While many have blamed the prob­lem on a flaw in the tax law, the real is­sue is that once an em­ployee de­cides to ex­er­cise her op­tions and not im­me­di­ately sell her newly ac­quired stock, she steps out of the shoes of an em­ployee and into the shoes of an in­vestor. As the Canada Rev­enue Agency has stated, “The tax sys­tem re­flects the re­sult that, at the point of ac­qui­si­tion, those em­ploy­ees who hold their shares have cho­sen to ac­cept a mar­ket risk as an in­vestor, in the ex­pec­ta­tion of a re­turn on that in­vest­ment, in­clud­ing the fu­ture ap­pre­ci­a­tion in the value of those shares. Thus, they are sub­ject to the same gen­eral in­come tax rules re­spect­ing cap­i­tal gains and losses on the un­der­ly­ing shares as other in­vestors.”


In the re­cent case, an Al­berta ex­ec­u­tive was de­nied a re­mis­sion or­der for the tax he owed af­ter the shares he re­ceived upon ex­er­cis­ing his stock op­tions plunged in value. He went to Fed­eral Court seek­ing a ju­di­cial re­view of the gov­ern­ment’s re­fusal to rec­om­mend re­mis­sion of his 2007 tax li­a­bil­ity.

In 2004, the tax­payer was granted an em­ployee stock op­tion al­low­ing him to pur­chase 75,000 shares of his em­ployer’s stock at a cost of $0.95 per share. On March 22, 2007, the tax­payer ex­er­cised his op­tion and ac­quired the 75,000 shares at that price when the shares were worth $13.70 per share. As a re­sult of pur­chas­ing the shares at less than their fair mar­ket value, the CRA as­sessed a tax­able em­ploy­ment ben­e­fit for the 2007 tax year in the amount of $956,250, or $12.75 per share.

The tax­payer ob­jected to the assess­ment and ul­ti­mately filed an ap­peal to the Tax Court, ar­gu­ing that since the shares ac­quired were sub­ject to nu­mer­ous black­out pe­ri­ods and he was con­sid­ered an in­sider of the com­pany, he was re­stricted from sell­ing the shares im­me­di­ately and the as­sessed value of the shares should be re­duced. The Canada Rev­enue Agency agreed to re­duce his em­ploy­ment ben­e­fit by 30 per cent to $648,000.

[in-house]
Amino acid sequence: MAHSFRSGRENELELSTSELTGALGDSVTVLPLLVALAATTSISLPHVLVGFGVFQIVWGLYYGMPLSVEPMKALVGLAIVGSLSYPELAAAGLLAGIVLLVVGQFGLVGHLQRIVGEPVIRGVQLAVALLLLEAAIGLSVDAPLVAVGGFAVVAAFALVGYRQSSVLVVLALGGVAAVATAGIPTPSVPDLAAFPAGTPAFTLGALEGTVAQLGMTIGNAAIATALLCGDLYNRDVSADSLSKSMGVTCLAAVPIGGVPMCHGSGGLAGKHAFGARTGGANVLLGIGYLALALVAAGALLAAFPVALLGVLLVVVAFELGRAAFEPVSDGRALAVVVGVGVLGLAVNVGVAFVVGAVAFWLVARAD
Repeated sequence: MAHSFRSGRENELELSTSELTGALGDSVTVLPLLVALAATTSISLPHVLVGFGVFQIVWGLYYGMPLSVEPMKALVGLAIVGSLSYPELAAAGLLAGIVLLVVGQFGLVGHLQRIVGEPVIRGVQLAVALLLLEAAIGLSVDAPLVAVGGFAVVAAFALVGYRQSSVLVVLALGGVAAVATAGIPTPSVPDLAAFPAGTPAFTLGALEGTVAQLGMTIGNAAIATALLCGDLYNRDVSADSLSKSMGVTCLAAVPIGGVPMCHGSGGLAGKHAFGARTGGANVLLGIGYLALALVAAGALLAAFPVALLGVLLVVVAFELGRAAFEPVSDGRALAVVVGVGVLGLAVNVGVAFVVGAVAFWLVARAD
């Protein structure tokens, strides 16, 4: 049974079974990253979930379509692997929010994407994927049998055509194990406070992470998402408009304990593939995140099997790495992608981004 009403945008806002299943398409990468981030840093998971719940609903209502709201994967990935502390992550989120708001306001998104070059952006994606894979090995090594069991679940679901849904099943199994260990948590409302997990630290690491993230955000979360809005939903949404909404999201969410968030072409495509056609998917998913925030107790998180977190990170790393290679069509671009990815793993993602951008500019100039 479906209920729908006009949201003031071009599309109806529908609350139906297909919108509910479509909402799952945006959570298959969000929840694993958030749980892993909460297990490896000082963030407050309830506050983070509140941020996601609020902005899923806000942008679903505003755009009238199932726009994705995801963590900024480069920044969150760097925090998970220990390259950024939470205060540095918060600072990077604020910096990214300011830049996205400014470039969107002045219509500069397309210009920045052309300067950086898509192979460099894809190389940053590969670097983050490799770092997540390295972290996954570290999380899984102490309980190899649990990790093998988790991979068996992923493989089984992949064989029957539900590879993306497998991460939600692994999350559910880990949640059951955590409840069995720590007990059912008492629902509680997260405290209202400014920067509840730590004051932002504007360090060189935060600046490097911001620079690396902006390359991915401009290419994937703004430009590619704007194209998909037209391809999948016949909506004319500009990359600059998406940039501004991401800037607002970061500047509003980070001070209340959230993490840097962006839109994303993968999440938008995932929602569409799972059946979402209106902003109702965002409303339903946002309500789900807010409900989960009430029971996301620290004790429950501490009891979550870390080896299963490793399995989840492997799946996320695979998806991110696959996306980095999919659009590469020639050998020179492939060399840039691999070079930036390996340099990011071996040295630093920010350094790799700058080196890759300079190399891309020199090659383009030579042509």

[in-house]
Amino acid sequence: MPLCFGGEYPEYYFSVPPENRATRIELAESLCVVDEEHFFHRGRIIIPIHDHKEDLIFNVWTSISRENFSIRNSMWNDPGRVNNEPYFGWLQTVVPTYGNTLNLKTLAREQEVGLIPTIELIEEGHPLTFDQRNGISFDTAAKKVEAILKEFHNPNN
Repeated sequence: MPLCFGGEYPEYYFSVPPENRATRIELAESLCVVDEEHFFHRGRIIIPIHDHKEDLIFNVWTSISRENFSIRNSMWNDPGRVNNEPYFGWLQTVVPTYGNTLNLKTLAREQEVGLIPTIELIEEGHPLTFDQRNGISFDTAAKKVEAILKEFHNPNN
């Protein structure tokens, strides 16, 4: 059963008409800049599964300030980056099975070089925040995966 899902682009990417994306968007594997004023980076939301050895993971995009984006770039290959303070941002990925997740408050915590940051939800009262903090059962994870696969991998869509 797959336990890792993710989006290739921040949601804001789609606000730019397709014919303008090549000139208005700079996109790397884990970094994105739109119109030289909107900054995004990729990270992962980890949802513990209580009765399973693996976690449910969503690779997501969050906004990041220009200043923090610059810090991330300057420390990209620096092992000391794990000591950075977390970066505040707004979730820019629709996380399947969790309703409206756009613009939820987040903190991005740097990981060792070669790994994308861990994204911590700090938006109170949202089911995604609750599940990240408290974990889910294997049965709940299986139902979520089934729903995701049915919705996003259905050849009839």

But the tax­payer’s tax prob­lem oc­curred when he ul­ti­mately sold his shares in 2011 for $3.05 per share or $228,750 in to­tal, thereby re­al­iz­ing a cap­i­tal loss of $419,250. But the cap­i­tal loss could not be used to off­set the $648,000 ben­e­fit. As a re­sult, the tax­payer was li­able to pay in­come tax on the tax­able em­ploy­ment ben­e­fit.

The tax­payer then ap­plied for a re­mis­sion of the re­sult­ing in­come tax and in­ter­est. To sup­port his re­quest, he cited the two re­mis­sion or­ders pro­vid­ing re­lief to SDL em­ploy­ees who were un­able to off­set tax­able em­ploy­ment ben­e­fits with a sub­se­quent cap­i­tal loss on the sale of em­ployee stock pur­chase shares.

The gov­ern­ment re­fused the tax­payer’s re­mis­sion re­quest, on the ba­sis that his cir­cum­stances were not the same as those of the other tax­pay­ers, since they had par­tic­i­pated in a stock pur­chase plan rather than a stock op­tion plan and there were no ex­ten­u­at­ing cir­cum­stances that could war­rant re­mis­sion, as the tax­payer’s de­ci­sion to pur­chase, hold and sell the shares were all de­ci­sions within his con­trol.

The Fed­eral Court judge had to de­cide whether the gov­ern­ment’s de­ci­sion not to grant a re­mis­sion or­der was un­rea­son­able. The judge re­viewed the facts of the case and com­pared them to the facts and cir­cum­stances of the SDL em­ploy­ees and con­cluded that the gov­ern­ment prop­erly ex­er­cised its dis­cre­tion not to is­sue a re­mis­sion or­der.

In the 2010 bud­get, the gov­ern­ment changed the law to en­sure it col­lects its taxes when op­tions are ex­er­cised. Em­ploy­ers are now re­quired to with­hold tax at source for the pe­riod in which the em­ployee ex­er­cises a stock op­tion. Em­ploy­ees still need to be mind­ful that if they con­tinue to own the stock, and it drops in value, they may be left with a cap­i­tal loss that can only be used against cap­i­tal gains.